Monday, May 28, 2012
Memorial Day and a Book Review: Defenders of Faith
I hope all of you are enjoying your Memorial Day with family and friends. We're having a big family party at our house today, with over fifty guests, so you can imagine what I've been doing today.
As most of you know, my books have a lot of military in them and I've been privileged to meet and get to know real soldiers as I've researched. I am so grateful for their sacrifice and for what their service to our country means to people around the world.
Because of this, when I met Douglas J. Bell at a his booksigning for Defenders of the Faith: The Book of Mormon from a Soldier's Perspective on Saturday, I was incredibly impressed by what he had to say. He is a former military commander who served in Kuwait and Iraq in an intelligence unit and while he was stationed there, the so-called "war chapters" in the Book of Mormon started to take on entirely different meaning for him. He had taught Book of Mormon courses at Brigham Young University, but being in a war zone changed him and changed his perspectives.
I started reading the book as soon as I got home. From the introduction we are pulled into the author's life and relating it to the Book of Mormon. For example, they were trained to set up a prison of war detention facility in northern Iraq for interrogations, but they got sent to Kuwait to live in tents in the desert. The unit was not happy. It was hot in Kuwait so they had a hard time sleeping, during the day the wind would stir up a flour-like dust that stuck to everything, and it made everyone irritable and angry. Mr. Bell realized that with the complaining, he had become like Laman and Lemuel because he wanted the comforts of home, like they did, he hated the desert and intense heat, he didn't understand where he was destined to go since the original mission had been scrapped and he was resenting the people who brought him there. The author talks about how his behavior mirrors the two sons of Lehi who didn't want to leave their home in Jerusalem and go near the deserts of the Red Sea and rebelled against their father. And once I read about the conditions they faced, it gave me a new perspective on Laman and Lemuel myself. It just made me think about things in a new way.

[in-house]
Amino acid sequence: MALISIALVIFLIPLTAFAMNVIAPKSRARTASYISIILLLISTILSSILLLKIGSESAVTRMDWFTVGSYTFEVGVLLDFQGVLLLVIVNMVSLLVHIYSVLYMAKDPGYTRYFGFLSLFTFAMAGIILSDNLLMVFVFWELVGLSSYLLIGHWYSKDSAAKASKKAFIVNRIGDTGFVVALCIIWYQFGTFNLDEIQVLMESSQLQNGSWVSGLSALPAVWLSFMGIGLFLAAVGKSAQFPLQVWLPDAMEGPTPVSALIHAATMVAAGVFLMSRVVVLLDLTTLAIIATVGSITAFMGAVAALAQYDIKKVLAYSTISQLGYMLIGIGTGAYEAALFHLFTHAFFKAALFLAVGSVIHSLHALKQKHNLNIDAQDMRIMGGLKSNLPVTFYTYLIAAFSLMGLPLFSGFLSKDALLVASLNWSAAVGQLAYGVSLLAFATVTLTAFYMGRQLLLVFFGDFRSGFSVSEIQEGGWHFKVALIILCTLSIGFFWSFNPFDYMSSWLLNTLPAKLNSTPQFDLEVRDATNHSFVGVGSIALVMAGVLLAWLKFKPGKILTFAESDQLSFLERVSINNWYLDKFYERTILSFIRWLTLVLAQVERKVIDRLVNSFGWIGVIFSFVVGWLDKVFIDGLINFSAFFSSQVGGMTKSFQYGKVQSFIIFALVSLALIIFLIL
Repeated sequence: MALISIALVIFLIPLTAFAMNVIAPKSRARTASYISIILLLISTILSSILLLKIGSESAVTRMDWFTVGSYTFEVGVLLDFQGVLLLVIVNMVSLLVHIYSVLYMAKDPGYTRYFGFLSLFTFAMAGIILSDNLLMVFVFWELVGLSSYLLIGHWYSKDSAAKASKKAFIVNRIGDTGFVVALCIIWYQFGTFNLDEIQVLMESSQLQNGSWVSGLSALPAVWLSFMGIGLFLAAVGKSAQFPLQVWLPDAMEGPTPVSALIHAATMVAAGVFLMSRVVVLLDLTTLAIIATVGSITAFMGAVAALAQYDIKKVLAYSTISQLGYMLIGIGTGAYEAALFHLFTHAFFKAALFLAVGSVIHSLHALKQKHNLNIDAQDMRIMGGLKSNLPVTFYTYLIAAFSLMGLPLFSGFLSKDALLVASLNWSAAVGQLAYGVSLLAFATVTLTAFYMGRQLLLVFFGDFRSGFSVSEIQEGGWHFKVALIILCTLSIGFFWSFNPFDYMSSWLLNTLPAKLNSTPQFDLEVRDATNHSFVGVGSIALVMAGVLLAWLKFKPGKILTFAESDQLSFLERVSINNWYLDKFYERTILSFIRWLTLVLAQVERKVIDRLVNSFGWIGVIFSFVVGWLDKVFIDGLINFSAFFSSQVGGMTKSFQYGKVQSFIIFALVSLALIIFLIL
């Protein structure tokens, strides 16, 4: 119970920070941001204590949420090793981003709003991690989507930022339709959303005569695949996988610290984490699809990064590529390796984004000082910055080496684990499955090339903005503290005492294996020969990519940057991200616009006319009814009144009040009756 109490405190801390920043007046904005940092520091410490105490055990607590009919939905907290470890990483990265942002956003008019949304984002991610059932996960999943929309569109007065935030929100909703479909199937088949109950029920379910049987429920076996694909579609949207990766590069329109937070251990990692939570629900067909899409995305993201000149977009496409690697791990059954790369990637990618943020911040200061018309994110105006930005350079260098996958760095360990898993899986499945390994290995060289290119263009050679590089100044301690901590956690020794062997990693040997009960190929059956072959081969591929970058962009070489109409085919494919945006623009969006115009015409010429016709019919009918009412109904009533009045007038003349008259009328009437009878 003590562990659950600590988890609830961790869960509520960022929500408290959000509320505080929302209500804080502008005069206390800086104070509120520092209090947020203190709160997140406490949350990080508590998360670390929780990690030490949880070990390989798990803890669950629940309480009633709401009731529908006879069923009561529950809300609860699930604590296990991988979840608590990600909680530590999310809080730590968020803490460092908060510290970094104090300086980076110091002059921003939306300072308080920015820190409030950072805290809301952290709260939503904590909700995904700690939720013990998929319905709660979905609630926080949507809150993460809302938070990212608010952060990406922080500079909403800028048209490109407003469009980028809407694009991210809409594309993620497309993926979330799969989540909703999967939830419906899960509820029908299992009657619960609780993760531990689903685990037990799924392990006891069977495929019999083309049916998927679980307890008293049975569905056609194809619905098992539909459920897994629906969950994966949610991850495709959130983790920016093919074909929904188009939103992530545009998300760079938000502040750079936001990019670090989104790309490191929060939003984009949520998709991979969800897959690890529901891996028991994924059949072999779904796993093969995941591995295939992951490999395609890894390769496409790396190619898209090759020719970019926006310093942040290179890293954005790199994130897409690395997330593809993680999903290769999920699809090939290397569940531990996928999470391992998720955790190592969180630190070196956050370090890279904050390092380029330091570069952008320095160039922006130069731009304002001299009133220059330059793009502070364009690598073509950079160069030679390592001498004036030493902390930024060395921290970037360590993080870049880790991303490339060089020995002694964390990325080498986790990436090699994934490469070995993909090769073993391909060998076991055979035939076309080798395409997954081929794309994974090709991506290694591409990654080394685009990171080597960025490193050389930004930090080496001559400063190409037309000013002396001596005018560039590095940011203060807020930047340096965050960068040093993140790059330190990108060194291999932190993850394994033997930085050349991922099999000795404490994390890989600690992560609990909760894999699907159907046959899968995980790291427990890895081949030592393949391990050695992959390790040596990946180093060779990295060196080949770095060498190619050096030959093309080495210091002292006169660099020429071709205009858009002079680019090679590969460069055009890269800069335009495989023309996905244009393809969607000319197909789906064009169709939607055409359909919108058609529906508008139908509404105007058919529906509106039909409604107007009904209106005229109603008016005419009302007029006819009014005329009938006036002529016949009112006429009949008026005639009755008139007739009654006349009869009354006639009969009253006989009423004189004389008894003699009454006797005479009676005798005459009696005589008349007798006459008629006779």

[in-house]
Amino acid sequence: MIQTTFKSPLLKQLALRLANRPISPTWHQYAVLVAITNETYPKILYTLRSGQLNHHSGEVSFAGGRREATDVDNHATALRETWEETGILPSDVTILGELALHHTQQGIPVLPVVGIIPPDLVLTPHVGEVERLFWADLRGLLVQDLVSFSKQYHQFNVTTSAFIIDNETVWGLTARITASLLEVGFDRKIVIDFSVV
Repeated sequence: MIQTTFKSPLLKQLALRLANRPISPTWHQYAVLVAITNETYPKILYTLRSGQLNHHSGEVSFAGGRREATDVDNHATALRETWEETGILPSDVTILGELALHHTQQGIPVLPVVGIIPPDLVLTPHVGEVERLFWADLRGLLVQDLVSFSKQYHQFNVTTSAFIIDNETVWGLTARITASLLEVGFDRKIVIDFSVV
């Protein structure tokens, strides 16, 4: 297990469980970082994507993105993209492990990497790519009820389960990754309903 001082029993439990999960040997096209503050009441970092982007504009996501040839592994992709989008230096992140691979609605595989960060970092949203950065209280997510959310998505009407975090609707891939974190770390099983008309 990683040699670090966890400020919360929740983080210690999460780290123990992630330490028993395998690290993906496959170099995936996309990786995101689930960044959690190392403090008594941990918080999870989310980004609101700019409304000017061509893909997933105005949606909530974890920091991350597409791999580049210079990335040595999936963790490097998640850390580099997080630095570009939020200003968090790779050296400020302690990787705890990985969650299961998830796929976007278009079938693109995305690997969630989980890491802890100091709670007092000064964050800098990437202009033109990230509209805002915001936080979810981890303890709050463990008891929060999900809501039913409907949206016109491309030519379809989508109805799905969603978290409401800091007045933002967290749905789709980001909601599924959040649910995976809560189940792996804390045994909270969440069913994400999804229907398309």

Of course, once the author realized what was happening, he was better able to change his attitude. He talks about the Iraqi military commanders he met, the fellow soldiers he served with, and how his perspective was so changed as to what was important. The rest of the book is like that as he talks about the great warrior-prophets like Nephi (there is a beautiful soldier's song and explanation attributed to him), the Stripling Warriors and why they remembered their mothers so well, Alma as a defender of freedom and how his battle with Amlici is reminiscent of other great battles, Captain Moroni and his band of brothers, and Ammon to name a few. I had never thought about these men in the way he described and I loved his military insight into what was important to them and how the self-discipline of the military would have helped these men in their religion and beliefs of the Savior as well.
So, if you are looking for a read that is intriguing and well as educational, this is the read for you and is especially apropos for Memorial Day. (You can click here for his author website)
Here is the back copy:
Learn about the leaders of the Book of Mormon in an incredible new way---from a latter-day soldier's perspective. The heroes of the Book of Mormon were not only great prophets, but were also warriors, patriots, and defenders of liberty. They give depth to the witness that Jesus Christ is our Savior. Strengthen your testimony and love of these inspiring men with the unique perspective of a modern warrior.